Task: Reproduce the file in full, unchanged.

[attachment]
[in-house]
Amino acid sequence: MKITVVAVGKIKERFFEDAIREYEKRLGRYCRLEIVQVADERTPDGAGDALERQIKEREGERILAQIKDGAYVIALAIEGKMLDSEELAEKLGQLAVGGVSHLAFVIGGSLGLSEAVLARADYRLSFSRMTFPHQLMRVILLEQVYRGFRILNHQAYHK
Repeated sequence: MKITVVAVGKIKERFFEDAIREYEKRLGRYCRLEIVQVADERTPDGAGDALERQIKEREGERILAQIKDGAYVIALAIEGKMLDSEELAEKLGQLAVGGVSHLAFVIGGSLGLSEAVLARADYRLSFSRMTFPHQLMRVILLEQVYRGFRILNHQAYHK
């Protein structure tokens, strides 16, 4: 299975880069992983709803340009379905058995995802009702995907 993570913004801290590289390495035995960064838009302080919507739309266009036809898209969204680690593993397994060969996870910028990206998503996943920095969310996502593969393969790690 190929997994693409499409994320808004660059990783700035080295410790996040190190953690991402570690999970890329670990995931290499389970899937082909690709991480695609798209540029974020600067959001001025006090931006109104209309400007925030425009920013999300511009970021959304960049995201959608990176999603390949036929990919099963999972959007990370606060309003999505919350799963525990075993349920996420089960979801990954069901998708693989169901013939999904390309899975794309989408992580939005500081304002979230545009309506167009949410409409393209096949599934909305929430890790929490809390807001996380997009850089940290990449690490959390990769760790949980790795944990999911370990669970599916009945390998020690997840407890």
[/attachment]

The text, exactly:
[in-house]
Amino acid sequence: MKITVVAVGKIKERFFEDAIREYEKRLGRYCRLEIVQVADERTPDGAGDALERQIKEREGERILAQIKDGAYVIALAIEGKMLDSEELAEKLGQLAVGGVSHLAFVIGGSLGLSEAVLARADYRLSFSRMTFPHQLMRVILLEQVYRGFRILNHQAYHK
Repeated sequence: MKITVVAVGKIKERFFEDAIREYEKRLGRYCRLEIVQVADERTPDGAGDALERQIKEREGERILAQIKDGAYVIALAIEGKMLDSEELAEKLGQLAVGGVSHLAFVIGGSLGLSEAVLARADYRLSFSRMTFPHQLMRVILLEQVYRGFRILNHQAYHK
């Protein structure tokens, strides 16, 4: 299975880069992983709803340009379905058995995802009702995907 993570913004801290590289390495035995960064838009302080919507739309266009036809898209969204680690593993397994060969996870910028990206998503996943920095969310996502593969393969790690 190929997994693409499409994320808004660059990783700035080295410790996040190190953690991402570690999970890329670990995931290499389970899937082909690709991480695609798209540029974020600067959001001025006090931006109104209309400007925030425009920013999300511009970021959304960049995201959608990176999603390949036929990919099963999972959007990370606060309003999505919350799963525990075993349920996420089960979801990954069901998708693989169901013939999904390309899975794309989408992580939005500081304002979230545009309506167009949410409409393209096949599934909305929430890790929490809390807001996380997009850089940290990449690490959390990769760790949980790795944990999911370990669970599916009945390998020690997840407890």